York U. physicist challenges climate change finding
A York University professor has ignited a controversy by challenging a supposed prime example of man-made climate change — jet condensation trails, known as contrails, act like clouds, cooling the Earth during the day and keeping it warmer at night.
Physicist William van Wijngaarden says he found no evidence to support this climate effect in Canadian temperature records for the contrail-free days immediately after the 9/11 terrorist attacks.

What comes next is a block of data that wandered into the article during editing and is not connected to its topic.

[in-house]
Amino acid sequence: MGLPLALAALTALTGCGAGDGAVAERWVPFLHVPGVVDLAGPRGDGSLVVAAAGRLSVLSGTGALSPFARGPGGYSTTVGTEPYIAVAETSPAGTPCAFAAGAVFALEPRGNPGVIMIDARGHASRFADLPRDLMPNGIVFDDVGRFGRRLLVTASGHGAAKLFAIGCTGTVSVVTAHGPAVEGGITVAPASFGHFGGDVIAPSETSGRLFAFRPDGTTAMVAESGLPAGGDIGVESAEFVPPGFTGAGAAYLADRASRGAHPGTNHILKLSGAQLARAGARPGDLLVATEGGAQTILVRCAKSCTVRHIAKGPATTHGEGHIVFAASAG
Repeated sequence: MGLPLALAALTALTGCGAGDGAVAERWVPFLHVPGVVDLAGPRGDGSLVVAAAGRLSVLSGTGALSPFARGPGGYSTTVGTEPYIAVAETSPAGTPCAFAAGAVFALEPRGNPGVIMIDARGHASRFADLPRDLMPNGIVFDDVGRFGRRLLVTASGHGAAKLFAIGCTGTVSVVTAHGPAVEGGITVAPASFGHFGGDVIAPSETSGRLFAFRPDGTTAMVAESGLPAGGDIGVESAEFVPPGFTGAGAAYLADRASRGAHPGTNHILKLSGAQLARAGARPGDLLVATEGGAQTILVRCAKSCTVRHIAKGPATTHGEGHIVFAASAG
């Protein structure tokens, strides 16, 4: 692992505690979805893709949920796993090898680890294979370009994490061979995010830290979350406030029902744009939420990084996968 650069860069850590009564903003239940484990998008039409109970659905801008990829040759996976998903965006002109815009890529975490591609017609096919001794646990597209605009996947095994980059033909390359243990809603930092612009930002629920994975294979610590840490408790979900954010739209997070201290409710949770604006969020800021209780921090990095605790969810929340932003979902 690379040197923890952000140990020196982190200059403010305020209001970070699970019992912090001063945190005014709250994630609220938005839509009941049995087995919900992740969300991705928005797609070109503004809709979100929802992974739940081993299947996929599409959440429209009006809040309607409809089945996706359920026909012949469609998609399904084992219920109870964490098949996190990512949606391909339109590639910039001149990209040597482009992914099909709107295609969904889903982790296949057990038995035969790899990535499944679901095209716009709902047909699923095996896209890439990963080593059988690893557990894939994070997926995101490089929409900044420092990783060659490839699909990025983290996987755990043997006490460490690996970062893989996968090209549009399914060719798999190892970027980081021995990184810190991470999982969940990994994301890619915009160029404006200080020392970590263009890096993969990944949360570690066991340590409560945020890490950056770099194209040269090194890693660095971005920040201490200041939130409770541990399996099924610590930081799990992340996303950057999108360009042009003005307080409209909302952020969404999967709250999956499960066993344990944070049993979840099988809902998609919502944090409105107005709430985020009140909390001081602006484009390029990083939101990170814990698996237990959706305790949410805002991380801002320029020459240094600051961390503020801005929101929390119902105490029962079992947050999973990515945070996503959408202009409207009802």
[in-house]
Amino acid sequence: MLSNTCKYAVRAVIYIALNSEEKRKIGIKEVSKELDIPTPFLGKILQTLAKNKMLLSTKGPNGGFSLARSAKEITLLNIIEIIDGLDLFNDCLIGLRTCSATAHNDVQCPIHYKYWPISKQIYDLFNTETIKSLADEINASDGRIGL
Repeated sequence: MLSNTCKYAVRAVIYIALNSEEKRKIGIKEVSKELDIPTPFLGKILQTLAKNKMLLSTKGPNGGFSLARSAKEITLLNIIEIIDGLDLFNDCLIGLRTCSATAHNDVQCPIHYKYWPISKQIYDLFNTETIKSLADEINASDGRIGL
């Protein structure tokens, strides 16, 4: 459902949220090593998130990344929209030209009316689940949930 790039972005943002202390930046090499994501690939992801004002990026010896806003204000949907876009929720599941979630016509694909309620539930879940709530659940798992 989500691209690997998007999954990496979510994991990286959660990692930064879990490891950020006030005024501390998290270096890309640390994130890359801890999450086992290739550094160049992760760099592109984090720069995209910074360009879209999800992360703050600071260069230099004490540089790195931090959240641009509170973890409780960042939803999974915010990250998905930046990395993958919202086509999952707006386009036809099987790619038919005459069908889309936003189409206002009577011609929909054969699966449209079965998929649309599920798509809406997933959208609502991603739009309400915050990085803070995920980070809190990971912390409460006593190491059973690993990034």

That contrasts with a 2002 study by U.S. researchers that concluded the temperature spread between day and night over the lower 48 states increased by 1.5 C over long-term averages between Sept. 11 and 14 in 2001, when commercial air flights were mostly grounded over North America.
Heralded as evidence from a "natural laboratory," the U.S. findings after 9/11 have been widely quoted as demonstrating short-term human impact on climate, since the birth of jet travel in the 1950s, as opposed to the longer buildup of greenhouse gases from burning fossil fuel.
temperature rise too large
- The York researcher said he decided to double-check the U.S. findings because the claimed temperature rise was so large, almost equal to the global average temperature increase from greenhouse warming.